Nebraska Ornithologists' Union


Date of this Version



Einemann, "Book Reviews," from Nebraska Bird Review (June 1989) 57(2).


Copyright 1989, Nebraska Ornithologists' Union. Used by permission.


The Complete Birder, A Guide to Better Birding, Jack Connor, illustrated by Margaret LaFarge, xiii + 285 pp., Houghton Mifflin Co., Boston, softcover $8.95.

The Complete Birder is divided into twelve chapters that can aid both the serious birder and the beginning birder. Connor opens with a chapter entitled "The Sporting Science". In this chapter he unequivocally states outright that birding is not easy, no matter how experienced one is nor how well equipped. He does say, and I tend to agree, that "birding can be exhilarating, enlightening, evocative, or exasperating -- and often all of these at once He uses this chapter to historically relate his development as a birder. The process was a slow, prolonged, tortuous development.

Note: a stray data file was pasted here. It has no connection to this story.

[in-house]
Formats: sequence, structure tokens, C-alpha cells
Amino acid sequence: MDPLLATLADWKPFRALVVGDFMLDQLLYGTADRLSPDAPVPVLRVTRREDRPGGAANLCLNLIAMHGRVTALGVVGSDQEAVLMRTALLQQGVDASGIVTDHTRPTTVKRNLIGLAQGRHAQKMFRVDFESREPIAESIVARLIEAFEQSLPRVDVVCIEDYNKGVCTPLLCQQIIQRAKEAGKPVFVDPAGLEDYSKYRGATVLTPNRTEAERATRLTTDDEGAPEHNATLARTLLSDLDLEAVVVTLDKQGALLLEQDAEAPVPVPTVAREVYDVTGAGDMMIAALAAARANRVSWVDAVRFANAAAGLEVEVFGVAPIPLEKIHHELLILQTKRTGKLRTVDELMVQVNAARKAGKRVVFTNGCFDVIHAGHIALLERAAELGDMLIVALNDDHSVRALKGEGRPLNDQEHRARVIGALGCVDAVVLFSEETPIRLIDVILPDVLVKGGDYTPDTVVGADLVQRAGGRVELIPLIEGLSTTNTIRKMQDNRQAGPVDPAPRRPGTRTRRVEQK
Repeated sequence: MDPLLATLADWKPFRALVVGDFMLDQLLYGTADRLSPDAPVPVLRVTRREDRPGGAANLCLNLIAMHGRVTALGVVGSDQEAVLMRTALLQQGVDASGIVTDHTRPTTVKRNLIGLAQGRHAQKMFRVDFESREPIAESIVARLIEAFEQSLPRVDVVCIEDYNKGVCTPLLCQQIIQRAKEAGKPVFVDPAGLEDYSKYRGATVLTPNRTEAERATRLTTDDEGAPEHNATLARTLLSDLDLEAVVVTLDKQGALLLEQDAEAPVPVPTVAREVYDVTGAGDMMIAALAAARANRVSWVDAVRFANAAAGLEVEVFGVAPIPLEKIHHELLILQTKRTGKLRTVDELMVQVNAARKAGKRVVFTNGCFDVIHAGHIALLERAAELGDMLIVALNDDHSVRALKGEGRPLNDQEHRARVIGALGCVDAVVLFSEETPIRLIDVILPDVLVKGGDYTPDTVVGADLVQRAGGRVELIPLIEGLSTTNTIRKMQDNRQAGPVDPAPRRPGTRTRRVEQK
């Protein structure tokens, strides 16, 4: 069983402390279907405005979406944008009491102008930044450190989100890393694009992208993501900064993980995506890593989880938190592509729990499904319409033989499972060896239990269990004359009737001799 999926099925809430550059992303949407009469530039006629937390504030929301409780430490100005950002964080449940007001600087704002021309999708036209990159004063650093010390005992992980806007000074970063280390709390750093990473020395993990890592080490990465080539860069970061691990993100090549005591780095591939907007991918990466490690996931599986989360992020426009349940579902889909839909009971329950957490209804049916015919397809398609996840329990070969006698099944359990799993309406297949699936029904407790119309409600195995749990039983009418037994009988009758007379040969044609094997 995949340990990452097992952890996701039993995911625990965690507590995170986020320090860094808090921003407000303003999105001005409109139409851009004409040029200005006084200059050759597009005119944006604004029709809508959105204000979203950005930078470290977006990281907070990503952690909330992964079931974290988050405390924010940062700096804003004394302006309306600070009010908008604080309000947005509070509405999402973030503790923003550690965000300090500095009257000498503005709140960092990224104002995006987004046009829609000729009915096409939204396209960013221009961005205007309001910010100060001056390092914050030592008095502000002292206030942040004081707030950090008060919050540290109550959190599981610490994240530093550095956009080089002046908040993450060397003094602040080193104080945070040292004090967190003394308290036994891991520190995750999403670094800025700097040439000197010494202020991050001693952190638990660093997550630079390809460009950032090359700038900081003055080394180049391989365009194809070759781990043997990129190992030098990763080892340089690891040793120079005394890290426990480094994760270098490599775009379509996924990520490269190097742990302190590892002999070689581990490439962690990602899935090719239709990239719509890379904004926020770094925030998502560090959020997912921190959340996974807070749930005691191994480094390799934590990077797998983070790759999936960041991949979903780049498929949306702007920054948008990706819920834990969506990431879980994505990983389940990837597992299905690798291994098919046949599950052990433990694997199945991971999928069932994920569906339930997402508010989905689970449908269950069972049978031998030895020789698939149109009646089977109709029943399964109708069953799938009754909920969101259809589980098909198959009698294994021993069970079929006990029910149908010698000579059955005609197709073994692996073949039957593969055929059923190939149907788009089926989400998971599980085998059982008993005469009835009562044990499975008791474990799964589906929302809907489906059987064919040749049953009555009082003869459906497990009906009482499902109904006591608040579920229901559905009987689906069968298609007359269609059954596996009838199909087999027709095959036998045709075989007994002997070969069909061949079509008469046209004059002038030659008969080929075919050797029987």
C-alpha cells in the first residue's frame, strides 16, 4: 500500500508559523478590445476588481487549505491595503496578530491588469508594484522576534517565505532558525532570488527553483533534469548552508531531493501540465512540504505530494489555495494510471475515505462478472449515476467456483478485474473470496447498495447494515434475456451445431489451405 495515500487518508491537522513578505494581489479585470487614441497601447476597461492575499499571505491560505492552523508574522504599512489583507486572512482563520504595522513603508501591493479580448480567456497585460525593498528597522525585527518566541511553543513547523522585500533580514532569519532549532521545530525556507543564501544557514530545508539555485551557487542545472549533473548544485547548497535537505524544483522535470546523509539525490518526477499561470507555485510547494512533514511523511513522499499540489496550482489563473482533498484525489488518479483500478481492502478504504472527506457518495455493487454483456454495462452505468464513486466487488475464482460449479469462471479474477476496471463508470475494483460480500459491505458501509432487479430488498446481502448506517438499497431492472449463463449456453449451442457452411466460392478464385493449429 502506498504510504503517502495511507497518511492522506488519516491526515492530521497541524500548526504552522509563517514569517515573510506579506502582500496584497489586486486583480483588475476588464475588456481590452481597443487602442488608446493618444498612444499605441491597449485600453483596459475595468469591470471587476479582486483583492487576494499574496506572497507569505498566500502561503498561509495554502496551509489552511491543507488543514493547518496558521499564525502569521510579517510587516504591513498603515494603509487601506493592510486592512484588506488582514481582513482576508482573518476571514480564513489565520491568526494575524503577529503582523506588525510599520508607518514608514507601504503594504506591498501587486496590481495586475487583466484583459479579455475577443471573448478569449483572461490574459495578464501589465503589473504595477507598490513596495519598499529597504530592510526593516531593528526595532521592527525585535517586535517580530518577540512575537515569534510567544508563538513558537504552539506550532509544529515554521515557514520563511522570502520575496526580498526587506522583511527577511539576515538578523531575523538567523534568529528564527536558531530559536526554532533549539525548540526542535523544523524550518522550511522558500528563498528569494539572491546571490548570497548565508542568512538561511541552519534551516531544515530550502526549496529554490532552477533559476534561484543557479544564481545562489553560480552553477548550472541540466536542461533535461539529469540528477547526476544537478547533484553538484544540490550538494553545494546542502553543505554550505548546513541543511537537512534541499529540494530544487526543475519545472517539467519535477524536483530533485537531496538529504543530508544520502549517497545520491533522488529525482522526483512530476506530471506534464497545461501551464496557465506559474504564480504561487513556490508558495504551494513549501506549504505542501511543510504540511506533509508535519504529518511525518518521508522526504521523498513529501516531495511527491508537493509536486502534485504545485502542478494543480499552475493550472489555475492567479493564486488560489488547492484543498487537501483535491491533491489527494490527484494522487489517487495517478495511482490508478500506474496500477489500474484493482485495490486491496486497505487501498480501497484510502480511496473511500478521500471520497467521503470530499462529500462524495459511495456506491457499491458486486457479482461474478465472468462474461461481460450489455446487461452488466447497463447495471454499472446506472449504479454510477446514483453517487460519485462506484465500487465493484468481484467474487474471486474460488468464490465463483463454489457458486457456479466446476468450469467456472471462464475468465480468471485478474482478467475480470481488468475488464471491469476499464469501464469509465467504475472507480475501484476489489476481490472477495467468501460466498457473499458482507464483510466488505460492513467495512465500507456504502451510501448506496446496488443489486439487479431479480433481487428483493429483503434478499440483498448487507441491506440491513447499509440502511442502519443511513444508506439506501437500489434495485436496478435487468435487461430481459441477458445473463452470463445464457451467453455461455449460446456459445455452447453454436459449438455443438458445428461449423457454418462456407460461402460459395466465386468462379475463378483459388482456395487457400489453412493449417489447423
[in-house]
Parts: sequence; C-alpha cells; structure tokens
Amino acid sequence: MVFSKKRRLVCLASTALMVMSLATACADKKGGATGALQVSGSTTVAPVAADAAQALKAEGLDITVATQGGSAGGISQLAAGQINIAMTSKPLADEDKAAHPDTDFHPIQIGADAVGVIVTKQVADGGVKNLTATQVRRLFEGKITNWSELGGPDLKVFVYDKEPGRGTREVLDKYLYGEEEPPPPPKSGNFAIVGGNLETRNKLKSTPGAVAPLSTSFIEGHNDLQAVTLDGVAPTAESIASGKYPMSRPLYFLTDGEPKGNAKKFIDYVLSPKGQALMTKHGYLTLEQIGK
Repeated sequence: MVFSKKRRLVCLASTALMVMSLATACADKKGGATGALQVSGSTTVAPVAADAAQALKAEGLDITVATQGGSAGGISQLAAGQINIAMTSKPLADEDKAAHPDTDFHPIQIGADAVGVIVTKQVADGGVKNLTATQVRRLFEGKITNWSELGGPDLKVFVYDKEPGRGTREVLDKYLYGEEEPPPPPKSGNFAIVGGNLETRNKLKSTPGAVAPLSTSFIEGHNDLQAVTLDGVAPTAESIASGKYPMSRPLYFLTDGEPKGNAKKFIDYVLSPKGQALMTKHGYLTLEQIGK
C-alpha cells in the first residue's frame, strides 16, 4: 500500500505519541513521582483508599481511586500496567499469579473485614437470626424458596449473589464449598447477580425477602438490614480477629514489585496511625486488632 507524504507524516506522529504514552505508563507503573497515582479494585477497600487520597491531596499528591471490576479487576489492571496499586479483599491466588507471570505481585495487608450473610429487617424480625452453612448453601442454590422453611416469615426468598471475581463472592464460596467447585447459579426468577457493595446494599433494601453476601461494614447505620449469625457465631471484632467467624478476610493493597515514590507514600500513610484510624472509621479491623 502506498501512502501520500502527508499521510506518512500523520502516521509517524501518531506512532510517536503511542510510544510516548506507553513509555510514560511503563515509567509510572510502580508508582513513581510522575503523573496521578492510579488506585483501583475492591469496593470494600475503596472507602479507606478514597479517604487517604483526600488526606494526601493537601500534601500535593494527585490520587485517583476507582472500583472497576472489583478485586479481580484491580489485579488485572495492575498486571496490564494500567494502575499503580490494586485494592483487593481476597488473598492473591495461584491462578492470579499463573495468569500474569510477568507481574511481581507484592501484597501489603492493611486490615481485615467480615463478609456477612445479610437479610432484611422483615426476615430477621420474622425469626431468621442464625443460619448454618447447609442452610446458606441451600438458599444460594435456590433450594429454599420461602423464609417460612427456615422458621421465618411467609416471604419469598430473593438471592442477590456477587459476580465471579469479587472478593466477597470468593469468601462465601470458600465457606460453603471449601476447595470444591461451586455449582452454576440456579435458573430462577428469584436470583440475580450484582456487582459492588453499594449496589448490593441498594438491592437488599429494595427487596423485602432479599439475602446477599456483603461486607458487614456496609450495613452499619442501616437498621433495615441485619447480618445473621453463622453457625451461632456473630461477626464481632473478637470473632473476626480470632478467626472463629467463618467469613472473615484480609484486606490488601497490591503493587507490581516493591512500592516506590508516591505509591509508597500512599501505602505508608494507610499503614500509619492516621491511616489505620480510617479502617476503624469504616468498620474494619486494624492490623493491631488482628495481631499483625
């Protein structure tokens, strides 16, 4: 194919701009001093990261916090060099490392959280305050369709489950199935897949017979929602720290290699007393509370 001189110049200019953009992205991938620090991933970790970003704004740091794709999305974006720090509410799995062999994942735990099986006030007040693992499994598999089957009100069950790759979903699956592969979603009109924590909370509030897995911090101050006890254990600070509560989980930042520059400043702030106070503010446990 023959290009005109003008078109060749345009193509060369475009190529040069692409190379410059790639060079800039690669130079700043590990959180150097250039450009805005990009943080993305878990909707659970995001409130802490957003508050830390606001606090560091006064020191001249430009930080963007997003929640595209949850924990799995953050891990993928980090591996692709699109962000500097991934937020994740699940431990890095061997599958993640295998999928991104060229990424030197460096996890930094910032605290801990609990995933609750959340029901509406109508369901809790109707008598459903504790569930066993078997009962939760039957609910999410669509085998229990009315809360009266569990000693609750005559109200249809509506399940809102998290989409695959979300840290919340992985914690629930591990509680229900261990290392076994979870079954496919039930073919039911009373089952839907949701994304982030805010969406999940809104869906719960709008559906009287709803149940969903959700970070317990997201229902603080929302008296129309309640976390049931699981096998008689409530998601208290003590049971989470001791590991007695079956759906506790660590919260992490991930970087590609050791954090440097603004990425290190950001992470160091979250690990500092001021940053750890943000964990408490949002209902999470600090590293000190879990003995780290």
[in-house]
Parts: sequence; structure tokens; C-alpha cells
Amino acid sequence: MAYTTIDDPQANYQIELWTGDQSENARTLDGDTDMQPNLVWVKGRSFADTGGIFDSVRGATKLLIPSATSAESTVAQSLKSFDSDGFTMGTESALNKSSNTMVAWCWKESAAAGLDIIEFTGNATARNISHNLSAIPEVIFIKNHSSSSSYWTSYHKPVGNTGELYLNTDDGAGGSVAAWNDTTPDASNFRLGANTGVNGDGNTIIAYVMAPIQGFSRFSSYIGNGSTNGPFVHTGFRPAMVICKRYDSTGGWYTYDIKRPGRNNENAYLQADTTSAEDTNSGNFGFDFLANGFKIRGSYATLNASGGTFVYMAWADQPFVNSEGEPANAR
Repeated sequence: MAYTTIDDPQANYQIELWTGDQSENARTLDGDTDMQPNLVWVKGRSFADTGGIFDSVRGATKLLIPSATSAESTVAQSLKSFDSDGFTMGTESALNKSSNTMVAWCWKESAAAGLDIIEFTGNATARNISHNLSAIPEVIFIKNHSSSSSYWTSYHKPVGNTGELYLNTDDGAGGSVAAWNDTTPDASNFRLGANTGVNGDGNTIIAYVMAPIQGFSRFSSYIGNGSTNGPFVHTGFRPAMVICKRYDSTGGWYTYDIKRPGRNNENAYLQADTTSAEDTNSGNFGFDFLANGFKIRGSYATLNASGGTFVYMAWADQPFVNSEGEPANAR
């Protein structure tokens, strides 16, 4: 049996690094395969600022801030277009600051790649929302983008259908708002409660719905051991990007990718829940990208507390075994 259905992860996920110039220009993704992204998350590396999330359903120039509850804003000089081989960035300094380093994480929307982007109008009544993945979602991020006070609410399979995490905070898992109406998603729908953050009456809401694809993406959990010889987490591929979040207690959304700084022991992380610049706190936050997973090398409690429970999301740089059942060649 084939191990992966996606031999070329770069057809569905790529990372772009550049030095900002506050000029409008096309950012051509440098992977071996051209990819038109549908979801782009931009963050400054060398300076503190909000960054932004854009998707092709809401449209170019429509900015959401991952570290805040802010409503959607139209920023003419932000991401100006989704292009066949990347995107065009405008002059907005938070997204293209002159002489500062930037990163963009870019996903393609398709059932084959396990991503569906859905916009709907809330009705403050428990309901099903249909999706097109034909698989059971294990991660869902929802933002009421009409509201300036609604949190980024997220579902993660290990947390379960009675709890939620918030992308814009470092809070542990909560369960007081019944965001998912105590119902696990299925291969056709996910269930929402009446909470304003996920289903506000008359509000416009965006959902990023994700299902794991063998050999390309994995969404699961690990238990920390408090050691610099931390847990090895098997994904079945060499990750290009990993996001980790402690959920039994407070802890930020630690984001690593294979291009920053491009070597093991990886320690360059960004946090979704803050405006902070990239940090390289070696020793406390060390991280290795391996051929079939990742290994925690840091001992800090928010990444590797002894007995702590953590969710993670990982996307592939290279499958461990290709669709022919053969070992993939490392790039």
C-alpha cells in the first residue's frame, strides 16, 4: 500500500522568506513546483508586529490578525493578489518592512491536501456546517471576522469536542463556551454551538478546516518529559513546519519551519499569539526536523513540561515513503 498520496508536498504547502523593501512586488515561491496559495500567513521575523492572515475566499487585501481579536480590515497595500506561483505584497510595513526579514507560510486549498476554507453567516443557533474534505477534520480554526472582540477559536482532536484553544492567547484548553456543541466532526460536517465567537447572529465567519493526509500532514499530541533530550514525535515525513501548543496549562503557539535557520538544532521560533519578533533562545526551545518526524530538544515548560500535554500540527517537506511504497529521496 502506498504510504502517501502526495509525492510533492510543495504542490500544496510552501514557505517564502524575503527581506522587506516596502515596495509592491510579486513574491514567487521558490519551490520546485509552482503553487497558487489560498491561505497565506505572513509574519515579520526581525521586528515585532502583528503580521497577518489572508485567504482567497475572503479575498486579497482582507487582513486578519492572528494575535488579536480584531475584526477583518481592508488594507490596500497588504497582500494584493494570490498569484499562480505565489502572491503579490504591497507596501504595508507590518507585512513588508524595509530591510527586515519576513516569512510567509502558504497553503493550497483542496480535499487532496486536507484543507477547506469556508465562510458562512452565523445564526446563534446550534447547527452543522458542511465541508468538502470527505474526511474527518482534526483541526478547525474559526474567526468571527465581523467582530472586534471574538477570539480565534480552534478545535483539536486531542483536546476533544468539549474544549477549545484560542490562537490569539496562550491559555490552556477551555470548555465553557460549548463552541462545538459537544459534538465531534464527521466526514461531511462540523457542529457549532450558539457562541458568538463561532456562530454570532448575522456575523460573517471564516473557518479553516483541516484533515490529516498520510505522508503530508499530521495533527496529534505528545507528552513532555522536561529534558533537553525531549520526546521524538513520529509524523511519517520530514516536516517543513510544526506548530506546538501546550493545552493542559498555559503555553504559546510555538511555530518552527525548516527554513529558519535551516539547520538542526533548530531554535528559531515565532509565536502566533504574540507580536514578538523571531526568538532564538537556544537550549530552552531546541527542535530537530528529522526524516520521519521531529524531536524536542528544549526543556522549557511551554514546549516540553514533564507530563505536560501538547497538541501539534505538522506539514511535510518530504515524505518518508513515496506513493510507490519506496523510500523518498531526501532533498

Excellent chapters on optics and acoustics follow. Connor explains all the details to look for when buying the right binoculars, spotting scopes, and tripods. He states that the road to good birding is done by upgrading the binoculars the birder uses. To do this involves comparison shopping and careful analysis of the technical information. One needs to know what one wants to do as a birder. Then one goes out and finds the binoculars and other equipment that best suit one's needs. Once one has binoculars, one needs to use them in the field on a regular basis. Becoming a good birder cannot be accomplished by resting on the living room sofa in front of the television set. Birding experience is gained through contact with nature. In addition, the author leads the reader though the various ways the reader can use the bird songs and calls to become a better birder. This requires practice and a number of other fine-honed mnemonic skills. These skills are not acquired overnight.